This RAW data histogram for four C41 color negative films shows the luminance distribution of red, green, and blue color channels. Red and green channels have the highest luminance, blue nearly 2/3 stops behind. Blue is the channel with most noise.

Histogram image

Black-and-white negative films

Below RAW data histogram for two black-and-white negative films shows the luminance distribution of red, green, and blue color channels. Green and blue channels have the highest luminance, red roughly 2/3 stops behind.

Histogram image

How ETTR helps DSLR-scanning film negatives

While the common assumption tale of “increased number of tones” is wrong, correct is that with increased exposure signal-noise-ratio rises and sensor data contains less noise. Hence, tones become cleaner (in terms of noise), the digitizing result improves technically. When it comes to DSLR scanning, ETTR serves two advantages:

The blue channel gains most

With orange-masked color negative films, the luminances in the blue channel are nearly 2/3 EV behind its red and green counterparts. It thus contains the most noise. Blue luminances are responsible for bright yellow colors in converted negative, so pushing them to the right will reduce noise. In the positive image, especially yellow or golden tones will come cleaner and more brilliant.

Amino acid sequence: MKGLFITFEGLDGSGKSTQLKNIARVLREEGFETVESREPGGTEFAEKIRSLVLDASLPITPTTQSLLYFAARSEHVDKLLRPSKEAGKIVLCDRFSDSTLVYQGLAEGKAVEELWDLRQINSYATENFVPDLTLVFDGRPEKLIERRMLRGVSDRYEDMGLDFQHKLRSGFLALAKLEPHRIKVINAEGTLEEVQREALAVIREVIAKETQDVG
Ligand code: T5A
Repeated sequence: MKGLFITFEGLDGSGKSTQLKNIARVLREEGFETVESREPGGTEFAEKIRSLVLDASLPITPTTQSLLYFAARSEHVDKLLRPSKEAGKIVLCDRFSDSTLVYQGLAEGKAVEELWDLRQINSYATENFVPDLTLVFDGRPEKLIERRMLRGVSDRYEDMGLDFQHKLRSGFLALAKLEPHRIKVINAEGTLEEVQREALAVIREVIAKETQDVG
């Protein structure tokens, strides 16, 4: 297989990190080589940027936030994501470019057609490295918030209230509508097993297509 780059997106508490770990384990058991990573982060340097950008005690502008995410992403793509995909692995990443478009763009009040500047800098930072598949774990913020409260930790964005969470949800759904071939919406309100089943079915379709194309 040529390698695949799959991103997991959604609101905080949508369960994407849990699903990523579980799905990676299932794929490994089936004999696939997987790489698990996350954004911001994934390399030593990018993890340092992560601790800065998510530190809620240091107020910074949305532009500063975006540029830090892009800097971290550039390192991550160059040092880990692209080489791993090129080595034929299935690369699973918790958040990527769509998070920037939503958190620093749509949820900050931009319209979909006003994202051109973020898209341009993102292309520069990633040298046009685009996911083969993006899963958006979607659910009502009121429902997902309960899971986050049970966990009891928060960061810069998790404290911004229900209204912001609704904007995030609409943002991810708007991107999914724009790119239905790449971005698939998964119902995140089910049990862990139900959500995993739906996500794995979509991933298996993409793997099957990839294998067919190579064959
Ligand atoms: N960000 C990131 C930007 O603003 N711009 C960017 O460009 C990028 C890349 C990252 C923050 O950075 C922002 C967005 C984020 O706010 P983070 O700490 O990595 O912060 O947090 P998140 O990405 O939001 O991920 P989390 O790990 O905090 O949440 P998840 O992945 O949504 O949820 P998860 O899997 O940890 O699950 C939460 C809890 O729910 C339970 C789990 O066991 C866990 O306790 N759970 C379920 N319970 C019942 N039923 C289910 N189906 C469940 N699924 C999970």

The photographed orange mask sets the tone

As a reminder: the photographed orange mask is the result of a certain distribution of red, green and blue primary light in the individual color channels. As soon as the sensor reaches saturation in one of these channels, this distribution of red, green and blue gets shifted. The orange mask starts desaturating towards white. Any negative conversion that uses this shifted orange as starting point will suffer color casts and dull shadows in the positive.

All this is true up to a certain point where your camera sensor starts clipping the highlights. In order to stay within these camera limits, we have to answer this question:

Which channel starts clipping first?

To find this out, first digitize a blank frame of film stock with exposure as supposed by spot meter in aperture priority mode, using base ISO, your preferred aperture opening and digitizing light source. Then shoot an overexposure series, with each shot incrementing exposure by 1/3 EV — all the way up up to your cameras' exposure compensation limit. If your camera display shows “blinkies” underway, you may ignore them.

Afterwards, open the files with a RAW analysis program like RawDigger. Examine the “normal” exposure and the first couple of overexposed RAW files. View their histogram to get an impression how the luminances are shaped (in terms of distribution) and wander towards the right on the x-axis. Go on until you see the luminances start piling up to a straight vertical line – that's the clipping. Go back one frame again and write down its exposure compensation value; if you like, subtract another half stop “safety space” as headroom. Round to next third stop and calculate its concrete shutter time. This is your ETTR value, which is valid for that very film stock, camera, ISO, aperture number and light source.